19. Scholarly Personal Narrative of an Inaugural Chief Diversity Officer: A Primer for Municipality Leaders
Malika Carter

Part V: After Words

20. The Dialectic of Radical Black Feminism
Keeanga-Yamahtta Taylor

21. For Black Women Who Educate for Social Justice and Put Their Time, Lives, and Spirits on the Line
Rhonda Y. Williams

Concluding Thoughts: Black Women Educators, Healing History, and Developing a Sustainable Social Justice Practice
Andrea D. Domingue and Stephanie Y. Evans


Focuses on Black women’s experiences and expertise in order to advance educational philosophy and provide practical tools for social justice pedagogy.


Black Women and Social Justice Education explores Black women's experiences and expertise in teaching and learning about justice in a range of formal and informal educational settings. Linking historical accounts with groundbreaking contributions by new and rising leaders in the field, it examines, evaluates, establishes, and reinforces Black women's commitment to social justice in education at all levels. Authors offer resource guides, personal reflections, bibliographies, and best practices for broad use and reference in communities, schools, universities, and nonprofit organizations. Collectively, their work promises to further enrich social justice education (SJE)—a critical pedagogy that combines intersectionality and human rights perspectives—and to deepen our understanding of the impact of SJE innovations on the humanities, social sciences, higher education, school development, and the broader professional world. This volume expands discussions of academic institutions and the communities they were built to serve.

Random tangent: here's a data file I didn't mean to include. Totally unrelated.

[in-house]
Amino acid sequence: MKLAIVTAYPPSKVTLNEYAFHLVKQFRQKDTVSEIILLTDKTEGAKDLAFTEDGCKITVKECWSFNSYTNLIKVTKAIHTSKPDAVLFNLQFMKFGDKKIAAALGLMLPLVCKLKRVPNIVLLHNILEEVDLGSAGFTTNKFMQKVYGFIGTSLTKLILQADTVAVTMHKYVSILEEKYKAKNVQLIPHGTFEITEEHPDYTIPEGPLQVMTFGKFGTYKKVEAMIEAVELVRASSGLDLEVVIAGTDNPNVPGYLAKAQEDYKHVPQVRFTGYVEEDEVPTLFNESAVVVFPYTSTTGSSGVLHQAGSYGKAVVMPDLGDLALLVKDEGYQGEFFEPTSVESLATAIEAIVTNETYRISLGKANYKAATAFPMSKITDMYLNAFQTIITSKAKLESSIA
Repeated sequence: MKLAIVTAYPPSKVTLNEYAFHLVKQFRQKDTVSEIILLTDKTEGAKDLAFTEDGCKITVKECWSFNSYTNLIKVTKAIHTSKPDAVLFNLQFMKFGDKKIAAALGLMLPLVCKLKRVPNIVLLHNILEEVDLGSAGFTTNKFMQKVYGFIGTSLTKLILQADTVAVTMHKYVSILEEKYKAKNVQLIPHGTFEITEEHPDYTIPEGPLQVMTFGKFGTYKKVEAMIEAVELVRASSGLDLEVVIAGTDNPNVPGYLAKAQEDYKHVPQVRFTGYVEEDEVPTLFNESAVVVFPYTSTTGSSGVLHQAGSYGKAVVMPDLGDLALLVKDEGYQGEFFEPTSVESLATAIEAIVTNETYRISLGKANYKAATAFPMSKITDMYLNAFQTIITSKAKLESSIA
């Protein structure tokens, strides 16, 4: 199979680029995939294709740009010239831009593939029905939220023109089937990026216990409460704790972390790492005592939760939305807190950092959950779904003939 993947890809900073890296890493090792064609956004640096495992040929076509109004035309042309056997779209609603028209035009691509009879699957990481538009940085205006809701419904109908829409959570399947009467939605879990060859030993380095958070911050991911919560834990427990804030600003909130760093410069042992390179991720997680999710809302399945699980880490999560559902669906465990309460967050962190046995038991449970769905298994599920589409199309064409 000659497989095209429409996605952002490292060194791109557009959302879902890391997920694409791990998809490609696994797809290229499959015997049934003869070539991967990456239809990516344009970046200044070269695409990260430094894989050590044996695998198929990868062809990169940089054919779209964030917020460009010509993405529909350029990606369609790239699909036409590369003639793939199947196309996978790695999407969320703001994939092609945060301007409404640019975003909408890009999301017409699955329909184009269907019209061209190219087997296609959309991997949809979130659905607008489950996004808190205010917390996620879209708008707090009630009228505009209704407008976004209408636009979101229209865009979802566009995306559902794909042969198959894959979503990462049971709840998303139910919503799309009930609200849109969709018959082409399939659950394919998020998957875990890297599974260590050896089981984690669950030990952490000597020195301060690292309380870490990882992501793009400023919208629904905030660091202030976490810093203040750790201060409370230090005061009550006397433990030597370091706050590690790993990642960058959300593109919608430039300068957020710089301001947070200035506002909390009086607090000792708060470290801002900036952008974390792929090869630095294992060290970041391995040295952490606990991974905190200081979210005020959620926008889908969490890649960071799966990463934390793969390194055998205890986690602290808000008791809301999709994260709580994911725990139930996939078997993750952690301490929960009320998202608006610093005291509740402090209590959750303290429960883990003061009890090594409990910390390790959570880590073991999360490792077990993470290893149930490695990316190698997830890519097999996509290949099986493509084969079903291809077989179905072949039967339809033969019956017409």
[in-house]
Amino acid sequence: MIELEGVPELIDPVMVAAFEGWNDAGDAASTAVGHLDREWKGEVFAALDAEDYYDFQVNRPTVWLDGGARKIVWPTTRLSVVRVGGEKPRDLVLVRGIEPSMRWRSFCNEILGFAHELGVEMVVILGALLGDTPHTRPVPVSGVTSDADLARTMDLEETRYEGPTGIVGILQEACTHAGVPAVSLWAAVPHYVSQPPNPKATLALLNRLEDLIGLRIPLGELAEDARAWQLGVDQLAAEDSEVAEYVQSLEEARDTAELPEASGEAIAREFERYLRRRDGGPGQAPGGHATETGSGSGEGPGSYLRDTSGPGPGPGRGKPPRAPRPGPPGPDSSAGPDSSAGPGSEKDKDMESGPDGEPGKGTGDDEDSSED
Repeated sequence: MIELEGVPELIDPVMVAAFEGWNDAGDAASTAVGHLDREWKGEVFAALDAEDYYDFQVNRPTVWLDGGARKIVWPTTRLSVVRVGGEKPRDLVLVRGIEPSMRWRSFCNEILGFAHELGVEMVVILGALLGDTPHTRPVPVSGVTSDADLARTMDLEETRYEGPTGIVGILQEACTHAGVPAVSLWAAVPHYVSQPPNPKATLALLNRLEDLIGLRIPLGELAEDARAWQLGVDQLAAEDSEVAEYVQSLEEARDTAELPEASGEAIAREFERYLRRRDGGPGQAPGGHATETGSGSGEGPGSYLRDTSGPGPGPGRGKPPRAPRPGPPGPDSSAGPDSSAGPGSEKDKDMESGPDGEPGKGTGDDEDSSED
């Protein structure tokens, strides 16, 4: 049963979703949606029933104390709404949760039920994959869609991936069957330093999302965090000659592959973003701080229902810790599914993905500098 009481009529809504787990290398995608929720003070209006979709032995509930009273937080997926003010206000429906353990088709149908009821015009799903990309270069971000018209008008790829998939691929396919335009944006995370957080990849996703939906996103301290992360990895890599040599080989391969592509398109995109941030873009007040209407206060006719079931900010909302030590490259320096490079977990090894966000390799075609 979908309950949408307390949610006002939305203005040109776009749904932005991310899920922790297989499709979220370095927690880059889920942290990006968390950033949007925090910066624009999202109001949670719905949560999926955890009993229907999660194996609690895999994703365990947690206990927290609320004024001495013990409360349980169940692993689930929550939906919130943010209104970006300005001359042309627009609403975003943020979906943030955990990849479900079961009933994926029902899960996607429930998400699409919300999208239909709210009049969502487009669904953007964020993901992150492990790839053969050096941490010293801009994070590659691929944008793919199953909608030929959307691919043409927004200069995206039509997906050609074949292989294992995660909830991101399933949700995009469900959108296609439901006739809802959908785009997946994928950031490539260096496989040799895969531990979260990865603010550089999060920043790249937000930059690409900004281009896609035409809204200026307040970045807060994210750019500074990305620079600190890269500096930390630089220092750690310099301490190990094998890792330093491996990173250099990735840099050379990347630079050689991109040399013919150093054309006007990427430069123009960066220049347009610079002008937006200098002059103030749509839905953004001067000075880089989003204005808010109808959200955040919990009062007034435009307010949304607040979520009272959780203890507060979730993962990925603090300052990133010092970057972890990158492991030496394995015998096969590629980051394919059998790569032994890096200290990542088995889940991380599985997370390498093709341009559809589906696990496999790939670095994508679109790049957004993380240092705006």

Stephanie Y. Evans is Professor and Chair of African American Studies, Africana Women's Studies, and History at Clark Atlanta University. Her books include Black Women's Mental Health: Balancing Strength and Vulnerability (coedited with Kanika Bell and Nsenga K. Burton) and African Americans and Community Engagement in Higher Education: Community Service, Service-Learning, and Community-Based Research (coedited with Colette M. Taylor, Michelle R. Dunlap, and DeMond S. Miller), both also published by SUNY Press. Andrea D. Domingue is Assistant Dean of Students for Diversity and Inclusion at Davidson College. Tania D. Mitchell is Associate Professor of Higher Education at the University of Minnesota. She is the coeditor (with Krista M. Soria) of Educating for Citizenship and Social Justice: Practices for Community Engagement at Research Universities.


"This is an exciting and engaging text that provides invaluable insights and strategies used by Black women as they engage in their justice work. These strategies will be helpful for diversity trainers, social justice educators, administrators, and anyone interested in resisting oppression and furthering social justice goals in higher education. " — Sabrina Ross, coeditor of Beyond Retention: Cultivating Spaces of Equity, Justice, and Fairness for Women of Color in U. S. Higher Education

"Uplifting, powerful, and inspirational. " — Tara L. Parker, coauthor of The State of Developmental Education: Higher Education and Public Policy Priorities